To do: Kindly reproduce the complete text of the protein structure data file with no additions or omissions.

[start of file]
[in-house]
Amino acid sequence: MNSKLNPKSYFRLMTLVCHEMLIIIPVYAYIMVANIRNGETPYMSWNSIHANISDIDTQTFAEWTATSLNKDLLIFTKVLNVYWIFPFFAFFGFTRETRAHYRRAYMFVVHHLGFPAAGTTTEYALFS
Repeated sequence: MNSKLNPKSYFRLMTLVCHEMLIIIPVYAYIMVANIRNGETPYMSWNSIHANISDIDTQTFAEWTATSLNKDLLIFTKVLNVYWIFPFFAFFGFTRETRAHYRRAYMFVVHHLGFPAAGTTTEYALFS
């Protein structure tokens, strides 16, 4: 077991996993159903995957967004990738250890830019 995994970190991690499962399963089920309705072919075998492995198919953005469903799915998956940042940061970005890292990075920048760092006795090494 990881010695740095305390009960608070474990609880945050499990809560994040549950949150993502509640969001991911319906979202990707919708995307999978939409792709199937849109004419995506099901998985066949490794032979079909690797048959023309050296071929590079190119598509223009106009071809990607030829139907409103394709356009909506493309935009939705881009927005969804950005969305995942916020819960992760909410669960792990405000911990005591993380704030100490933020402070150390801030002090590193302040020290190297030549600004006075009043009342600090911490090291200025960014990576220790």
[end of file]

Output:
[in-house]
Amino acid sequence: MNSKLNPKSYFRLMTLVCHEMLIIIPVYAYIMVANIRNGETPYMSWNSIHANISDIDTQTFAEWTATSLNKDLLIFTKVLNVYWIFPFFAFFGFTRETRAHYRRAYMFVVHHLGFPAAGTTTEYALFS
Repeated sequence: MNSKLNPKSYFRLMTLVCHEMLIIIPVYAYIMVANIRNGETPYMSWNSIHANISDIDTQTFAEWTATSLNKDLLIFTKVLNVYWIFPFFAFFGFTRETRAHYRRAYMFVVHHLGFPAAGTTTEYALFS
């Protein structure tokens, strides 16, 4: 077991996993159903995957967004990738250890830019 995994970190991690499962399963089920309705072919075998492995198919953005469903799915998956940042940061970005890292990075920048760092006795090494 990881010695740095305390009960608070474990609880945050499990809560994040549950949150993502509640969001991911319906979202990707919708995307999978939409792709199937849109004419995506099901998985066949490794032979079909690797048959023309050296071929590079190119598509223009106009071809990607030829139907409103394709356009909506493309935009939705881009927005969804950005969305995942916020819960992760909410669960792990405000911990005591993380704030100490933020402070150390801030002090590193302040020290190297030549600004006075009043009342600090911490090291200025960014990576220790």